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Diction Analysis

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									The Basics of Diction
            Analysis
    Just don’t say “the author uses diction…”
   Diction is simply the particular words an
    author uses to convey meaning in a piece
    of writing.
    ◦ Diction is the fundamental ingredient in written
      communication; without words, there is no
      meaning!
1.   Above all is connotation.
2.   Level of diction
3.   Type of diction: abstract and concrete
4.   Sound quality of diction: occasionally
     euphony and cacophony (only if you are sure
     you can pull it off!)

Always ask yourself, “why did the author
  choose this/these words instead of others?




What to look for
   Connotation: the implied meaning or
    feeling of a word.
    ◦ The most important aspect of diction for
      analysis!
      gives clues to author’s stance, tone, and bias.
      Suggests how the author wants us to view the
      subject.




Denotation and Connotation
◦ Compare “patriots,” “heroes,” “soldiers,” “war
  criminals,” “invaders.”
  What are the connotations of each word?
  What clues do we get about the author’s attitude
   from each of these words?
   Patriots: implies (“connotes”) doing what is best
    for one’s country, a sense of moral goodness,
    sacrifice for the common good (+ tone)
   Heroes: connotes goodness, trying to protect
    one’s homeland/family, sacrifice for the common
    good, morality (+ tone)
   War Criminals: connotes wrong-doing, murder,
    brutality, a sense of evil (- tone)
   Invaders: connotes a group that does not
    belong, a group that is harming the “native”
    population, mistreatment of the invaded group
    EACH OF THESE WORDS REFERS TO
    SOMEONE WHO FIGHTS IN A WAR! THE
    DIFFERENCE IS THE EFFECT OF EACH
    WORD!
   The “Level” of diction refers to the degree
    of complexity of the language.
   Levels are used to characterize the diction
    of a large section of a piece or the entire
    piece. Don’t try to categorize each word.




Levels of Diction
   Formal/Elevated: complex, “big” or unusual words,
    often jargon
    ◦ Several effects: can cause the writer to seem
      knowledgeable and thoughtful (positive ethos) or can cause
      the author to seem boring, pedantic. Frequently used to
      obscure meaning by making the piece confusing and
      making the audience feel dumb; puts author is superior
      position relative to the audience.

   Neutral: this does not mean words with a neutral
    connotation. Instead, this is the everyday language
    that people use in professional settings.
    ◦ Effects: author can seem normal, everyday without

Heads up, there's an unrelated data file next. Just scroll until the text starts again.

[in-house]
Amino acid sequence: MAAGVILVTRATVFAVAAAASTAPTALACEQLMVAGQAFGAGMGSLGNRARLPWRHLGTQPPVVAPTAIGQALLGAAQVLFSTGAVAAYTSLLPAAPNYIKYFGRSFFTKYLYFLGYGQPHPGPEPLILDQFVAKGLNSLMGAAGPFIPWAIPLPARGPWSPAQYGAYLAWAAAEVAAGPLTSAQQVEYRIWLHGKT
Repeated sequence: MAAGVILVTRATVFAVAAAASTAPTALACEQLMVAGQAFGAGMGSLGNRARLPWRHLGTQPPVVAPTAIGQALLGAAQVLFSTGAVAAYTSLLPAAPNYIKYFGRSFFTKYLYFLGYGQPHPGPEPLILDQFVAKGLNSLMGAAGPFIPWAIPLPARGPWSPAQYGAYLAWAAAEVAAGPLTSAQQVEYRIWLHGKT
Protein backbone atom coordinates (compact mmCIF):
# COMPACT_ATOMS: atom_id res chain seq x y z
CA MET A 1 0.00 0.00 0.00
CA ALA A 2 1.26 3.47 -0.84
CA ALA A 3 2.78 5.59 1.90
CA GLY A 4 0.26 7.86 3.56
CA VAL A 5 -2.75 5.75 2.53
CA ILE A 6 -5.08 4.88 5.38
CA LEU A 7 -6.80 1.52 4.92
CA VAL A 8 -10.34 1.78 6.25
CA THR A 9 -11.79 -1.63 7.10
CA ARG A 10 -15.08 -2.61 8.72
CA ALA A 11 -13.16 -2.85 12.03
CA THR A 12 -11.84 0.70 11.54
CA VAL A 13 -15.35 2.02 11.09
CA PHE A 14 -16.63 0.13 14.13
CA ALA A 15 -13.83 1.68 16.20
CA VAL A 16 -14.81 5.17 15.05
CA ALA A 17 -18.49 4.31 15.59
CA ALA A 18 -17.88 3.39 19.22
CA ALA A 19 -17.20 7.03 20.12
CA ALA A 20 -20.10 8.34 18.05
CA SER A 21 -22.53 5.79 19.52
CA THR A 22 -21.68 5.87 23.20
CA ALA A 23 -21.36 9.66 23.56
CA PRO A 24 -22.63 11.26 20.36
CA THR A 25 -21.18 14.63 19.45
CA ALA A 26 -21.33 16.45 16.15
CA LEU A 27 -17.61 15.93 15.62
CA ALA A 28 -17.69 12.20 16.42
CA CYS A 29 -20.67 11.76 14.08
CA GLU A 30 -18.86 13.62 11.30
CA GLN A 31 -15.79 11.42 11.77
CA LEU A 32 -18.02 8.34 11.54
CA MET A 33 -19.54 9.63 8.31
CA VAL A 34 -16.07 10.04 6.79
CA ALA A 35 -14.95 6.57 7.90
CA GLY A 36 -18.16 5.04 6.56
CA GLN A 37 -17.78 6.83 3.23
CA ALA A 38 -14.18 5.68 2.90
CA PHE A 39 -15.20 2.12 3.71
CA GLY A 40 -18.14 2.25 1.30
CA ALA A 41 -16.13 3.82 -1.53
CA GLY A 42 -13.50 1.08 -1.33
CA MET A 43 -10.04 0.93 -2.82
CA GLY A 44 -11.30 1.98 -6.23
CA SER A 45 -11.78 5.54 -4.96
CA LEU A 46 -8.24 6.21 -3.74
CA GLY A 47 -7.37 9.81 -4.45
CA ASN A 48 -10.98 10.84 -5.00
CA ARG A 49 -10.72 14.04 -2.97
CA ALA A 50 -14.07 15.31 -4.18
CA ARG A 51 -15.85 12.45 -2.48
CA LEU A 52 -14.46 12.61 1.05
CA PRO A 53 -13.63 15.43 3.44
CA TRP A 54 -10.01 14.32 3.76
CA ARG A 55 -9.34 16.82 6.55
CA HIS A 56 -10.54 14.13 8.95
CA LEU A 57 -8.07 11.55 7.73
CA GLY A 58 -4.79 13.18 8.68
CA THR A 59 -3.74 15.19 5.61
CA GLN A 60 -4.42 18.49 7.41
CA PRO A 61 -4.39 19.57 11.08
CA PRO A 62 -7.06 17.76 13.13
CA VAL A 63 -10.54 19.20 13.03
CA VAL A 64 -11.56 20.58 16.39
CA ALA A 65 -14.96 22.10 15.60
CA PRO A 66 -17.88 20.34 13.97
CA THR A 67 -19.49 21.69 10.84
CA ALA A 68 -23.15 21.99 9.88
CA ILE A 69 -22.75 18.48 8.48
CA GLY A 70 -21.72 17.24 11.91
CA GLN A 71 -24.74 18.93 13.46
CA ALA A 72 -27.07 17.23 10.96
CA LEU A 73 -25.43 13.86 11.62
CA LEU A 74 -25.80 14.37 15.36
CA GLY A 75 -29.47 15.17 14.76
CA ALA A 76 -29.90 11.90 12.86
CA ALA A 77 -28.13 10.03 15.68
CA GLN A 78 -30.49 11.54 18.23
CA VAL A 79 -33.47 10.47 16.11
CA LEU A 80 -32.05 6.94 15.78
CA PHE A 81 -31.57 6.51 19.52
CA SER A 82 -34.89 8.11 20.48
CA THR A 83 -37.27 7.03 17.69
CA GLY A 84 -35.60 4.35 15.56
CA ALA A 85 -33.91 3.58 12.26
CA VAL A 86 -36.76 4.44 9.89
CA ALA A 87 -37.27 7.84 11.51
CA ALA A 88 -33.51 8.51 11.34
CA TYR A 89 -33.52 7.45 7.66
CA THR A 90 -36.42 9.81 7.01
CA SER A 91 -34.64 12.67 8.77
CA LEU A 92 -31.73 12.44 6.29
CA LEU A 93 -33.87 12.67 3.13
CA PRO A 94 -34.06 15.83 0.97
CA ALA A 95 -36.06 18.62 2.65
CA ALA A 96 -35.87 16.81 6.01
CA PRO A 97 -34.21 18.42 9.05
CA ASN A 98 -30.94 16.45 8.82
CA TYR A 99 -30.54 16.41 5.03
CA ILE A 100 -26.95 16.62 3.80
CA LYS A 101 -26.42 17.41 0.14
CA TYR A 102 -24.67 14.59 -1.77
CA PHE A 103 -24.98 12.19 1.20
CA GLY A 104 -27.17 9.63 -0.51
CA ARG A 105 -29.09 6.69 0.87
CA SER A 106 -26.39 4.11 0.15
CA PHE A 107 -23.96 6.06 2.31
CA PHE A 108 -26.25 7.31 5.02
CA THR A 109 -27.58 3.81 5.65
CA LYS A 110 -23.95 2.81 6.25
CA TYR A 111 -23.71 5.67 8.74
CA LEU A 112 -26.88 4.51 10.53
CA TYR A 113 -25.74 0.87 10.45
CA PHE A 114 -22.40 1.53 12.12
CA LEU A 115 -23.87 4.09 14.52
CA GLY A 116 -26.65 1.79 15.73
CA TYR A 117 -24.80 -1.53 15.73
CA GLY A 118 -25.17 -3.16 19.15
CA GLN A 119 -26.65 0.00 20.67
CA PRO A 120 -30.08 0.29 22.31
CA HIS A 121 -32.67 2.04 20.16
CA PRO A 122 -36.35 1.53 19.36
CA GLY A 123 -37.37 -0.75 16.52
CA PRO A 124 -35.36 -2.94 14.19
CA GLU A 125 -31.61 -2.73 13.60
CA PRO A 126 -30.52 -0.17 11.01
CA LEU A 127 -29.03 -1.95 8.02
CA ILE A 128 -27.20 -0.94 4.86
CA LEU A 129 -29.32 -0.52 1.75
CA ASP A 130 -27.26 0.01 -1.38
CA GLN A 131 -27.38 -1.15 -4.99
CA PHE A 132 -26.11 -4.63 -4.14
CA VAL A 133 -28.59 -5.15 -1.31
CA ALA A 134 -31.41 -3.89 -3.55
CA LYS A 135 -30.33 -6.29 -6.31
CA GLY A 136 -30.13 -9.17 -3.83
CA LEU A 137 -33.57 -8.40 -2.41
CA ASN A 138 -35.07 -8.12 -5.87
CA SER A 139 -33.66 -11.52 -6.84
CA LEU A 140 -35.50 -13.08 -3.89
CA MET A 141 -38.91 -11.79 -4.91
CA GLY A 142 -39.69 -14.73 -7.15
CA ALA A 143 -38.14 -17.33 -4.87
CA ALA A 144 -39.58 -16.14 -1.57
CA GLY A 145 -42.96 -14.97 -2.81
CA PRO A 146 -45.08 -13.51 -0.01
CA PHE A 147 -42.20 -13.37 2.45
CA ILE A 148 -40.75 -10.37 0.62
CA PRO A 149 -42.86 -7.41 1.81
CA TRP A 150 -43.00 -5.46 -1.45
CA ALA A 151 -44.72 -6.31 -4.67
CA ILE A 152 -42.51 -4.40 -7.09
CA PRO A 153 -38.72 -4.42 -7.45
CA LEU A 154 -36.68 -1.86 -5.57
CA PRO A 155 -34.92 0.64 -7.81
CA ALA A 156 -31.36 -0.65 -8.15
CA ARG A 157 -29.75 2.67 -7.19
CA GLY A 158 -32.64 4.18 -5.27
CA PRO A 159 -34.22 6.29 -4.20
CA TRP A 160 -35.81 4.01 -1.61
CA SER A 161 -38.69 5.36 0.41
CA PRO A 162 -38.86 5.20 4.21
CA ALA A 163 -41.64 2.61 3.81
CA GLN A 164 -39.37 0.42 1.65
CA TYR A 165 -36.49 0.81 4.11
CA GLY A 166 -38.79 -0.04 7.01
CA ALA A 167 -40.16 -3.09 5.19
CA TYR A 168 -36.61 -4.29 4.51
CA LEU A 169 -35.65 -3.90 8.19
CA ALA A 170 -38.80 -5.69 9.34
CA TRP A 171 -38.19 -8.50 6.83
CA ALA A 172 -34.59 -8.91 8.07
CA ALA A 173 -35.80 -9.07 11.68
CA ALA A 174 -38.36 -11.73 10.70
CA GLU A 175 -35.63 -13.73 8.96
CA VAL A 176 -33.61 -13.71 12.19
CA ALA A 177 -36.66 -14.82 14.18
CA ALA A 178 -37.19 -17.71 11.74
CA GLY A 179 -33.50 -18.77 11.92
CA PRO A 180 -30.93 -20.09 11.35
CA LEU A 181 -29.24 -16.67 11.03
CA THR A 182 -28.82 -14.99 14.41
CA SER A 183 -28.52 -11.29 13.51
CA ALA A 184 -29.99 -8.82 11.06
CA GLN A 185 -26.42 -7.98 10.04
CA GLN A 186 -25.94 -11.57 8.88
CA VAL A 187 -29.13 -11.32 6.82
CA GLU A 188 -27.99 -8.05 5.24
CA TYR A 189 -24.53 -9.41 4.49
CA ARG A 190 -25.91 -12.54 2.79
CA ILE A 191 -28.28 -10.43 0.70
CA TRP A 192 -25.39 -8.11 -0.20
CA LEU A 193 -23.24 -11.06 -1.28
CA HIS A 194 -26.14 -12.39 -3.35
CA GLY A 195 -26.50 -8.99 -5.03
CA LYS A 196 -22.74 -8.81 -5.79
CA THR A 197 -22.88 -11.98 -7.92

“talking down.” Places author and audience on “equal
      footing.”



Levels of Diction
   Low/Informal: usually, language used
    amongst peers. Often includes dialect,
    colloquialism, and slang.
    ◦ Effects: personality and voice, causing
      closeness to reader; conversely, can cause
      author to seem uneducated or sloppy.
      Sometimes places audience in superior
      position, causing them to “look down upon” the
      speaker/writer.
 ◦ For all levels, identify the audience and
   decide why the author chose this diction for
   this audience.
 ◦ Connect the level of diction to 1) the tone and
   2) purpose.




So What?
 Abstract: idea words and feeling words. Not tangible
  —do not appeal to senses.
 Examples: love, honor, respect, patriotism,
  goodness, evil, etc.
    ◦ Effects: can build background for more specific discussion
      to follow for any of the appeals. Conversely, can distance
      the reader through a lack of specifics, and can obscure
      logic.
    ◦ Often used to manipulate pathos
    ◦ Often used to create ethos (especially through patriotic
      appeals)


       See the opening paragraph of McCarthy’s speech for an example
        of manipulative/propagandist use of abstract diction.



Abstract and Concrete
   Concrete: tangible words appealing to
    the five senses.
   Examples: desk, blood, fly, fiery,
    agonizing.
    ◦ Effects: often helps to establish imagery and
      therefore pathos—check to see if the pathos is
      manipulative.
    ◦ Specifics help form the backbone of logic
      (statistics, specific examples and cases, etc.)
   The sound of the words is the key here.
   Euphony: words that sound pleasant.
    ◦ Usually dominated by vowel sounds; “flowery,”
      “pluvial,” “serendipitous.”

    ◦ Effects: contributes on a less conscious level
      to the tone; can make the subject sound
      positive.




Euphony and Cacophony
   Cacophony: negative sound.
    ◦ Usually consonant-heavy and Germanic.
    ◦ “Grungy,” “horrendous,” “vile.”

    ◦ Sound often overlaps with the meaning—
      negative sounding words often mean negative
      things, but not always.
   Connect the sound to the tone of the
    piece and to the author’s purpose.




So what?
   Shift: any placed where an author
    changes the level, tone, or style of his or
    her diction.

    ◦ Effects: can work as transitions, indicate a
      change in attitude, or signal a key point in the
      argument.
    ◦ Almost always a signal that the author wants
      you to pay more attention than normal to a
      certain part of the writing.



Shifts

								
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